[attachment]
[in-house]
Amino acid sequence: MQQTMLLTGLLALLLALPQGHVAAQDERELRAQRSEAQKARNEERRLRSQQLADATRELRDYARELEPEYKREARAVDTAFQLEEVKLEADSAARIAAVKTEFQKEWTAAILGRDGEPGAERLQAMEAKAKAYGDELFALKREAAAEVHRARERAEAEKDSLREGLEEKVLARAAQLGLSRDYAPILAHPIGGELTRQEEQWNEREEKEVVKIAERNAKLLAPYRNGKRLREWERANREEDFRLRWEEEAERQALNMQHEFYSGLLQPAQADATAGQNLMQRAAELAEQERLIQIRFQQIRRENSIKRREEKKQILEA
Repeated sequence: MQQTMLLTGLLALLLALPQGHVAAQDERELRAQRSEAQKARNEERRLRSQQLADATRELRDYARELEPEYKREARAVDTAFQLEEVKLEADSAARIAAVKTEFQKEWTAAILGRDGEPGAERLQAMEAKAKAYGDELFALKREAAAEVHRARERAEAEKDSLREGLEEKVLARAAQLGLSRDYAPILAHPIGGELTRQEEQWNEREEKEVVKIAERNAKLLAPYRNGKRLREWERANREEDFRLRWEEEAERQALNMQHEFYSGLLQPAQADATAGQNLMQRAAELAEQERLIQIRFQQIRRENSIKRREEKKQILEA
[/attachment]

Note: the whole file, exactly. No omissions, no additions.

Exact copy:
[in-house]
Amino acid sequence: MQQTMLLTGLLALLLALPQGHVAAQDERELRAQRSEAQKARNEERRLRSQQLADATRELRDYARELEPEYKREARAVDTAFQLEEVKLEADSAARIAAVKTEFQKEWTAAILGRDGEPGAERLQAMEAKAKAYGDELFALKREAAAEVHRARERAEAEKDSLREGLEEKVLARAAQLGLSRDYAPILAHPIGGELTRQEEQWNEREEKEVVKIAERNAKLLAPYRNGKRLREWERANREEDFRLRWEEEAERQALNMQHEFYSGLLQPAQADATAGQNLMQRAAELAEQERLIQIRFQQIRRENSIKRREEKKQILEA
Repeated sequence: MQQTMLLTGLLALLLALPQGHVAAQDERELRAQRSEAQKARNEERRLRSQQLADATRELRDYARELEPEYKREARAVDTAFQLEEVKLEADSAARIAAVKTEFQKEWTAAILGRDGEPGAERLQAMEAKAKAYGDELFALKREAAAEVHRARERAEAEKDSLREGLEEKVLARAAQLGLSRDYAPILAHPIGGELTRQEEQWNEREEKEVVKIAERNAKLLAPYRNGKRLREWERANREEDFRLRWEEEAERQALNMQHEFYSGLLQPAQADATAGQNLMQRAAELAEQERLIQIRFQQIRRENSIKRREEKKQILEA